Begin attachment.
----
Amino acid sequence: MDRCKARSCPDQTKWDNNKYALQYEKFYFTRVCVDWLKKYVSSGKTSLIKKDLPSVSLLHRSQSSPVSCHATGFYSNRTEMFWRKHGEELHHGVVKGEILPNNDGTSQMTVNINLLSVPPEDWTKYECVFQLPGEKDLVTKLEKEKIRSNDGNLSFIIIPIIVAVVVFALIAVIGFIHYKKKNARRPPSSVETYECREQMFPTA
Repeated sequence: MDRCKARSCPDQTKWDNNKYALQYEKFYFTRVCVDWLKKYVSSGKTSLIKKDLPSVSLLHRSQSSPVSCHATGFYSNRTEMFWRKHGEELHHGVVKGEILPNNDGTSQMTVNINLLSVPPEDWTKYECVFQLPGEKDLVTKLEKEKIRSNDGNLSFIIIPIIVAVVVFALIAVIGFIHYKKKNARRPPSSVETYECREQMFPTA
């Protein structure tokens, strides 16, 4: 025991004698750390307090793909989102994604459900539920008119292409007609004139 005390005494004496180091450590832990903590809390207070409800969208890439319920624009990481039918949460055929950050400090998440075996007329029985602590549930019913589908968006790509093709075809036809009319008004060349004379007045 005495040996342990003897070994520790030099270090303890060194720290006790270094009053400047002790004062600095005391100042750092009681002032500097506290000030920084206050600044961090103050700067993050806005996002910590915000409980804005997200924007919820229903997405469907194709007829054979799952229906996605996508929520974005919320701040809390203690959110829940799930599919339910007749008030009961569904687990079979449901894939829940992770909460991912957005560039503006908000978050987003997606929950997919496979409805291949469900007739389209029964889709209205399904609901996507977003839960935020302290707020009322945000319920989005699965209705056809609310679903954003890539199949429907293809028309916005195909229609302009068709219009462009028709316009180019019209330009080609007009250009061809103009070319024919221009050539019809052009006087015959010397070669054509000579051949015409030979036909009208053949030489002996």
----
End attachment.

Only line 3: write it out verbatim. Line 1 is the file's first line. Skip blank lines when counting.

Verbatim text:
């Protein structure tokens, strides 16, 4: 025991004698750390307090793909989102994604459900539920008119292409007609004139 005390005494004496180091450590832990903590809390207070409800969208890439319920624009990481039918949460055929950050400090998440075996007329029985602590549930019913589908968006790509093709075809036809009319008004060349004379007045 005495040996342990003897070994520790030099270090303890060194720290006790270094009053400047002790004062600095005391100042750092009681002032500097506290000030920084206050600044961090103050700067993050806005996002910590915000409980804005997200924007919820229903997405469907194709007829054979799952229906996605996508929520974005919320701040809390203690959110829940799930599919339910007749008030009961569904687990079979449901894939829940992770909460991912957005560039503006908000978050987003997606929950997919496979409805291949469900007739389209029964889709209205399904609901996507977003839960935020302290707020009322945000319920989005699965209705056809609310679903954003890539199949429907293809028309916005195909229609302009068709219009462009028709316009180019019209330009080609007009250009061809103009070319024919221009050539019809052009006087015959010397070669054509000579051949015409030979036909009208053949030489002996």